ADA and other state and federal discrimination laws constitutes
An adverse employment action is any action
“reasonably likely to deter employees from engaging in protected
Ray v. Henderson, 217 F.3d 1234, 1243 (9th Cir.
When an adverse employment decision closely follows
complaints of discrimination, retaliatory intent may be
See Bell v. Clackamas Cty., 341 F.3d 858, 865-66 (9th
Cir. 2003) (holding that “[t]emporal proximity between protected
activity and an adverse employment action can by itself
constitute sufficient circumstantial evidence of retaliation”).
Jamile alleges that he “was suspended and then
terminated, which was subsequently rescinded” and that he
suffered discrimination for “complaining about this disability
ECF No. 1, PageID # 3.
This is a sufficiently
alleged retaliation claim.
Island Movers contends that any retaliation claim is
barred because Jamile failed to exhaust his administrative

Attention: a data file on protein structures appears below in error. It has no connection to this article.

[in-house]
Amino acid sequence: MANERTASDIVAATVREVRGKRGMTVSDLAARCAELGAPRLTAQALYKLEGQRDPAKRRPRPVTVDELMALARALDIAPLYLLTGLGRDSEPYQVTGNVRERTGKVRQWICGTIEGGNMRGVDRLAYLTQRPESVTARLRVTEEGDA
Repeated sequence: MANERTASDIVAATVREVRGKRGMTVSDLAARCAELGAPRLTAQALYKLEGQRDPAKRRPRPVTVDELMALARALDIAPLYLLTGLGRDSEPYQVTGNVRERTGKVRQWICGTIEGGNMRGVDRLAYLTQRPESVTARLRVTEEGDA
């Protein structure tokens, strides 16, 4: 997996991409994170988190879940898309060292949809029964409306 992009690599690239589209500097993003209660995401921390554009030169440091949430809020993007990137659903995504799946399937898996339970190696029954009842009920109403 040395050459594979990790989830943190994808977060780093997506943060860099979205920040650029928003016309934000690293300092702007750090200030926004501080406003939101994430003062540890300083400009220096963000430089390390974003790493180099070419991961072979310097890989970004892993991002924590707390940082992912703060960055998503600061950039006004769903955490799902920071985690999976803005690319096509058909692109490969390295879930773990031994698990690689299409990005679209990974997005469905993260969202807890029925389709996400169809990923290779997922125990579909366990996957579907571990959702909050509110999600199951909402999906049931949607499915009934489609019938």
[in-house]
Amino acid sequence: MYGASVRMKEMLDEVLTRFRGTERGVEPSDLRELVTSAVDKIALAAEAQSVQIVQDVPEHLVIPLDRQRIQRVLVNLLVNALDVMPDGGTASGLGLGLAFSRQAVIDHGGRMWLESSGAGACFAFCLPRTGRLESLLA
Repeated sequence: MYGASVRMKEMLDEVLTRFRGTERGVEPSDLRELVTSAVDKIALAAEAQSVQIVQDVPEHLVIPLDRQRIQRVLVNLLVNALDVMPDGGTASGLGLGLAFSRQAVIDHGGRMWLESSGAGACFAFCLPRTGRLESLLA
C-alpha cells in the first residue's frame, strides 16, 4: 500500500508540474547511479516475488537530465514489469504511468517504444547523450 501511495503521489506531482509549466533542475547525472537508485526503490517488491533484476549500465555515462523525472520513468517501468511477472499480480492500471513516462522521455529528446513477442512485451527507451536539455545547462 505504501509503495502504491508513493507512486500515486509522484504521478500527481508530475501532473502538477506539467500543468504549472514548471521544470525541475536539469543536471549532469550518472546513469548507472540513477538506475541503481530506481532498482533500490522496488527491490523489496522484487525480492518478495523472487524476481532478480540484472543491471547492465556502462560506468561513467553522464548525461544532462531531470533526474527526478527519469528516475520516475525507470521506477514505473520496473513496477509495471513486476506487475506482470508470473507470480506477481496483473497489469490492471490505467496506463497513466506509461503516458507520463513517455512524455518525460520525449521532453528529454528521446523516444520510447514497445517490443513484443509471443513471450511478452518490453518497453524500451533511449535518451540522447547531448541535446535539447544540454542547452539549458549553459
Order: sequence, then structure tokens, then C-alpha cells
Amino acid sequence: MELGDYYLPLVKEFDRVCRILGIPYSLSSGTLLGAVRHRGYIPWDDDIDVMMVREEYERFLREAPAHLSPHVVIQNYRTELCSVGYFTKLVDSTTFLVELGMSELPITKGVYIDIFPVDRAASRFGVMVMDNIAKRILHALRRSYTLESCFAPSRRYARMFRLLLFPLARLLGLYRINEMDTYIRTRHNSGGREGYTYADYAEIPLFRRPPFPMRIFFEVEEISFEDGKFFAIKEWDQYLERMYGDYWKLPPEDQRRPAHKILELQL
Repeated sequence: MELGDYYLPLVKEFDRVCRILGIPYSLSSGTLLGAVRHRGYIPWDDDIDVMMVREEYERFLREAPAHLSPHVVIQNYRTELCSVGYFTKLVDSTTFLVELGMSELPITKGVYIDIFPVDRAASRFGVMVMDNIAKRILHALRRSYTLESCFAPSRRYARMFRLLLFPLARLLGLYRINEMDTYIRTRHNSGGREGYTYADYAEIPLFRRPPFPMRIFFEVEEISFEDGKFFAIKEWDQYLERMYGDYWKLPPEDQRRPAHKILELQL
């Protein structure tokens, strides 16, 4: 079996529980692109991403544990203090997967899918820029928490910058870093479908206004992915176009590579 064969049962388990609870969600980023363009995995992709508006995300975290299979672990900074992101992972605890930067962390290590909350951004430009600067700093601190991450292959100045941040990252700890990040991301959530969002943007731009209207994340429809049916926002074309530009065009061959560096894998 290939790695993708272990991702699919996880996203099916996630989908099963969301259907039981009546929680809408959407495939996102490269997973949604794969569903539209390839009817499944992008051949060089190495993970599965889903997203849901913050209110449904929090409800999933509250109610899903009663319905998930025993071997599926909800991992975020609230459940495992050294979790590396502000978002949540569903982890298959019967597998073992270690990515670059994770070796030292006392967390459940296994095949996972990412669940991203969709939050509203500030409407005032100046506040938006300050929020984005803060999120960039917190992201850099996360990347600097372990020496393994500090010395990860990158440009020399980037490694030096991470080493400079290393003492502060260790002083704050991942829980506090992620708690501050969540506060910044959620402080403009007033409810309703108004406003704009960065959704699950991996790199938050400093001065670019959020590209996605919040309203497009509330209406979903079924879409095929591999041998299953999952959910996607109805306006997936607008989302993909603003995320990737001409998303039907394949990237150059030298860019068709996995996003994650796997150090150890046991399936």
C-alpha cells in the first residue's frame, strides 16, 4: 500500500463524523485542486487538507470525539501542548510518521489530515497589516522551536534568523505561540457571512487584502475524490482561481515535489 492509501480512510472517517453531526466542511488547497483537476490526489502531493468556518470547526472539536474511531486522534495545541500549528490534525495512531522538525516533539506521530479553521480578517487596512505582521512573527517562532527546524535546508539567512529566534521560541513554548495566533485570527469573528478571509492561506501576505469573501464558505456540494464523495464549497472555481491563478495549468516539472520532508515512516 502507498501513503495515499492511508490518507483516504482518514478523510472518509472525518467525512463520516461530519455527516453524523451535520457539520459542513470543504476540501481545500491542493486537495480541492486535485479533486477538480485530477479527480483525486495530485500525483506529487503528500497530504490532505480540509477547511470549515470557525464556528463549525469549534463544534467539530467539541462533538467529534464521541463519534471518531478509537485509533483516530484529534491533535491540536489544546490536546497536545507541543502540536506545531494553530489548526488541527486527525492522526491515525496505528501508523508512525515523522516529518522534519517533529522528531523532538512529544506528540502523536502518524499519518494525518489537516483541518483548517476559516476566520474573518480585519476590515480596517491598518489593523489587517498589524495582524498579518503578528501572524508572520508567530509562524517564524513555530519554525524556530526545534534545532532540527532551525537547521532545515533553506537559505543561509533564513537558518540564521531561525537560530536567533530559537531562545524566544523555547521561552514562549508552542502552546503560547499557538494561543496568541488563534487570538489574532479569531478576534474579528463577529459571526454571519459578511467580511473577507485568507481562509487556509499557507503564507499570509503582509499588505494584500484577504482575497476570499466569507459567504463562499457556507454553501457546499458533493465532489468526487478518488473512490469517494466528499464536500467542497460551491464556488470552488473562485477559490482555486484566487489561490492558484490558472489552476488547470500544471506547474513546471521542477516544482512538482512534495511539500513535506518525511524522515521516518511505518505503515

The Complaint clearly alleges, “The Equal Opportunity
Employment Commission filed a Charge of Discrimination against
Defendant based upon disability discrimination on December 29,
ECF No. 1, PageID # 2.
The Complaint does not describe
the content of the EEOC charge.
Island Movers appears to be
arguing that the EEOC charge did not encompass retaliation, but
such an argument relies on material not in the Complaint or
anywhere else in the record.
This court cannot at this point
say that any retaliation claim is barred based on a failure to
exhaust administrative remedies.
Island Movers’ motion to dismiss is denied.
IT IS SO ORDERED.
DATED: Honolulu, Hawaii, April 7, 2017.
/s/ Susan Oki Mollway
Susan Oki Mollway
United States District Judge
Hunter Jamile v. Island Movers, Inc., Civ. No. 16-00196 SOM-KJM; ORDER
DENYING DEFENDANT ISLAND MOVERS INC.’S MOTION TO DISMISS.